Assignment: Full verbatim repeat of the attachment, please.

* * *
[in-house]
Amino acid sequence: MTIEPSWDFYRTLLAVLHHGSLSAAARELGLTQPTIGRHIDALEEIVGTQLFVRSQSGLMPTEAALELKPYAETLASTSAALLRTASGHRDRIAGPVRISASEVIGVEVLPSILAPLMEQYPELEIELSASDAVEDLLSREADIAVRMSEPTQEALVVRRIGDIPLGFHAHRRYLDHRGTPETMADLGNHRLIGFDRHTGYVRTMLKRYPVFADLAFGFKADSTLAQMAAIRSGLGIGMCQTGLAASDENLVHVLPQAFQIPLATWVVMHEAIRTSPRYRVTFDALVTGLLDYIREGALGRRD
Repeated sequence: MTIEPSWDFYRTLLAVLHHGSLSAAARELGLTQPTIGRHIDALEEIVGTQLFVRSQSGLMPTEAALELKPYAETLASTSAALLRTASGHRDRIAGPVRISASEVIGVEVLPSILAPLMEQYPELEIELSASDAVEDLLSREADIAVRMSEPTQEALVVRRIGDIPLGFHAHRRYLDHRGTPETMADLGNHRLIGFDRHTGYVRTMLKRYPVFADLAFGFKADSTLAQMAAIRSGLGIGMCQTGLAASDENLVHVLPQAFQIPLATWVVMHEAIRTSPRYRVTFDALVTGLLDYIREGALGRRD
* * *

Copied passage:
[in-house]
Amino acid sequence: MTIEPSWDFYRTLLAVLHHGSLSAAARELGLTQPTIGRHIDALEEIVGTQLFVRSQSGLMPTEAALELKPYAETLASTSAALLRTASGHRDRIAGPVRISASEVIGVEVLPSILAPLMEQYPELEIELSASDAVEDLLSREADIAVRMSEPTQEALVVRRIGDIPLGFHAHRRYLDHRGTPETMADLGNHRLIGFDRHTGYVRTMLKRYPVFADLAFGFKADSTLAQMAAIRSGLGIGMCQTGLAASDENLVHVLPQAFQIPLATWVVMHEAIRTSPRYRVTFDALVTGLLDYIREGALGRRD
Repeated sequence: MTIEPSWDFYRTLLAVLHHGSLSAAARELGLTQPTIGRHIDALEEIVGTQLFVRSQSGLMPTEAALELKPYAETLASTSAALLRTASGHRDRIAGPVRISASEVIGVEVLPSILAPLMEQYPELEIELSASDAVEDLLSREADIAVRMSEPTQEALVVRRIGDIPLGFHAHRRYLDHRGTPETMADLGNHRLIGFDRHTGYVRTMLKRYPVFADLAFGFKADSTLAQMAAIRSGLGIGMCQTGLAASDENLVHVLPQAFQIPLATWVVMHEAIRTSPRYRVTFDALVTGLLDYIREGALGRRD